|Feature Article - September 2018|
|by Do-While Jones|
Here is Tony’s response to our critique of his hypothesis.
Last month, Tony sent us an email in which he proposed an alternative to the theory of evolution. 1 His idea was to analyze genetics from an object-oriented programming perspective, in which he proposed comparing the instructions coded in the DNA molecule and the instructions coded in a computer program. He asked us to critique his proposal, which we did.
We admitted that there were some parts of his proposal that we did not fully understand, and admitted that our comments were based on what we thought he meant, and that our understanding might not be entirely correct.
For the most part, our comments were based on a correct understanding—but there were a few points that Tony wanted to clarify.
Our understanding of Tony’s points 3 through 6 included this statement: “Tony seems to realize that the genes that produce lungs in one species should not be very much different from genes that produce lungs in any other species.” Tony’s response was,
#3-6 Also apply directly to protein creation and other biochemical factory products.
We didn’t mean to unfairly limit Tony’s observation to just lungs. We suggested the lungs as an example which we hoped would be easy to understand.
It is generally recognized by engineers that given any problem, there usually are only a few good solutions. Therefore, engineers often independently arrive at the same good solution to a particular problem. Since all biology depends upon protein creation, and there are just a few good ways to create proteins, it is not surprising to find similar genetic codes to create proteins across all forms of life. Common genetic codes could certainly be the natural result of a “limited solution space” (to use engineering jargon). It is proof neither of a common ancestor nor an intelligent designer.
We admitted that we weren’t really sure we understood Tony’s seventh point (“That these Functions will have quality control processes that attempt to validate incoming parameter variables.”) and apparently we, in fact, did not understand. He wrote to tell us,
#7 is referring more to the facts such as that the cellular membrane prohibits most non-needed material from crossing the cellular membrane, thus becoming available for whatever the cellular factory happens to be producing; or that DNA transcription errors are often corrected during replication (http://jonlieffmd.com/blog/dna-proofreading-correcting-mutations-during-replication-cellullar-self-directed-engineering).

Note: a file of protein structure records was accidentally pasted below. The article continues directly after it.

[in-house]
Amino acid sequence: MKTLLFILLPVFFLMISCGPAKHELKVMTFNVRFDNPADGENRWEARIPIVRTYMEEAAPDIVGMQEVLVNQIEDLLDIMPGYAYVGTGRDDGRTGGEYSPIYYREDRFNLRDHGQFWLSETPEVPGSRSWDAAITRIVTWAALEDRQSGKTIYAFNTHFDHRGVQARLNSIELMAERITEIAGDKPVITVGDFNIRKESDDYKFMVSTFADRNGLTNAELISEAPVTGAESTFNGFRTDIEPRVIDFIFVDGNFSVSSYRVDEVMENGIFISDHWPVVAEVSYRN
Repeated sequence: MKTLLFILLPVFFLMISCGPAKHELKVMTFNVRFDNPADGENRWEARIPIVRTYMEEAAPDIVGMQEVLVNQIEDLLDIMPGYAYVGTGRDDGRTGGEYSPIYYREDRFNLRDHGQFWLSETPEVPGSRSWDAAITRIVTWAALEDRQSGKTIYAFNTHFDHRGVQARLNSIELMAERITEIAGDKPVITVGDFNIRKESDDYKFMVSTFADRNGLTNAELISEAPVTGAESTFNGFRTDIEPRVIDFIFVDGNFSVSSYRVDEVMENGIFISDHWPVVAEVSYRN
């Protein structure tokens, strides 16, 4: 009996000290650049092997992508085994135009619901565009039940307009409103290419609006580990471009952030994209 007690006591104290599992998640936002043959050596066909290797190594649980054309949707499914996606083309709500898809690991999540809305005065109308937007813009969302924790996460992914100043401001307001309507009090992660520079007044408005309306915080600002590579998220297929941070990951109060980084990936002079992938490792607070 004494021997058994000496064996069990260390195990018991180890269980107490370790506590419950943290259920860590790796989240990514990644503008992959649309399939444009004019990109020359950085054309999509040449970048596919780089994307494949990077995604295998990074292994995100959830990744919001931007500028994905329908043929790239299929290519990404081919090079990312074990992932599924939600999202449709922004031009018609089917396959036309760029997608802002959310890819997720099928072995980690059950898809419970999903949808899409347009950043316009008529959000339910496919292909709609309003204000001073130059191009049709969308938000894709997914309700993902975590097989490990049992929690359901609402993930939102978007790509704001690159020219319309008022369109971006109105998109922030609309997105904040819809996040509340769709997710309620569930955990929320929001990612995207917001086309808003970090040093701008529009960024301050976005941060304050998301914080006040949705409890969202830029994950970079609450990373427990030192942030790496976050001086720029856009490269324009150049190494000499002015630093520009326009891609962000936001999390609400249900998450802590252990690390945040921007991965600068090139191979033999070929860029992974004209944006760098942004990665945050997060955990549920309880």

It certainly is remarkable that the membranes around cells are selectively permeable. That is, they let the good stuff in and keep the bad stuff out. It is also true that the biological machinery which reads the DNA code has some error-correcting properties.
His clarification of his seventh point mentioned the automatic correction of DNA transcription errors. For those of you who are not familiar with error-correcting codes, here is a quick tutorial.
Some communication systems are designed to provide accurate communication of information even in the presence of noise which can cause some information to be corrupted.
For example, I am a substitute bowler in a bowling league. Everything is recorded electronically now; but in the past I needed to give handwritten bowling scores to the league secretary. My handwriting is not very legible, so my scores could be misinterpreted. Adding checksums would make sure that erroneous scores could be detected and corrected. Here’s how:
These are the actual scores from my last three league-sanctioned weeks. The fourth line is the sum of the three numbers above it.
|Date||Game 1||Game 2||Game 3||Series|
Suppose I wrote the score for Game 1 on 13 March so badly that the 5 looked like a 6, so my score appeared to be 162 (instead of 152). In that case, the sum of the three games that day would be 493, which does not match the series total of 483. The secretary would know that for 13 March, one of the individual game scores is wrong, or the series total is wrong; but which one is wrong?